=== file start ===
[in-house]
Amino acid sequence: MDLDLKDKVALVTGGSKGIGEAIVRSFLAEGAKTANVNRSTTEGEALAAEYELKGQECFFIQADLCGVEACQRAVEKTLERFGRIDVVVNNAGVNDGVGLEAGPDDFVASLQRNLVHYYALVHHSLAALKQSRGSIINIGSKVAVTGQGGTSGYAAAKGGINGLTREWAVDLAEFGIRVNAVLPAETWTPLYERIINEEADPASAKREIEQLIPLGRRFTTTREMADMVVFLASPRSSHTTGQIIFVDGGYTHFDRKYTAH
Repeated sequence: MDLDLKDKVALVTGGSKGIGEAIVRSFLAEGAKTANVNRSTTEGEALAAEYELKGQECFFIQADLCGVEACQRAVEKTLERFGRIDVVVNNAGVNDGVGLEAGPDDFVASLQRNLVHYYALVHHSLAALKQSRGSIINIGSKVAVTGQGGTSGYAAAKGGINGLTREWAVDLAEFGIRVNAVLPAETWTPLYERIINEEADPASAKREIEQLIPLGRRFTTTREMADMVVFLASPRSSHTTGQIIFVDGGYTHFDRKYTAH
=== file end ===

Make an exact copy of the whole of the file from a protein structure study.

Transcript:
[in-house]
Amino acid sequence: MDLDLKDKVALVTGGSKGIGEAIVRSFLAEGAKTANVNRSTTEGEALAAEYELKGQECFFIQADLCGVEACQRAVEKTLERFGRIDVVVNNAGVNDGVGLEAGPDDFVASLQRNLVHYYALVHHSLAALKQSRGSIINIGSKVAVTGQGGTSGYAAAKGGINGLTREWAVDLAEFGIRVNAVLPAETWTPLYERIINEEADPASAKREIEQLIPLGRRFTTTREMADMVVFLASPRSSHTTGQIIFVDGGYTHFDRKYTAH
Repeated sequence: MDLDLKDKVALVTGGSKGIGEAIVRSFLAEGAKTANVNRSTTEGEALAAEYELKGQECFFIQADLCGVEACQRAVEKTLERFGRIDVVVNNAGVNDGVGLEAGPDDFVASLQRNLVHYYALVHHSLAALKQSRGSIINIGSKVAVTGQGGTSGYAAAKGGINGLTREWAVDLAEFGIRVNAVLPAETWTPLYERIINEEADPASAKREIEQLIPLGRRFTTTREMADMVVFLASPRSSHTTGQIIFVDGGYTHFDRKYTAH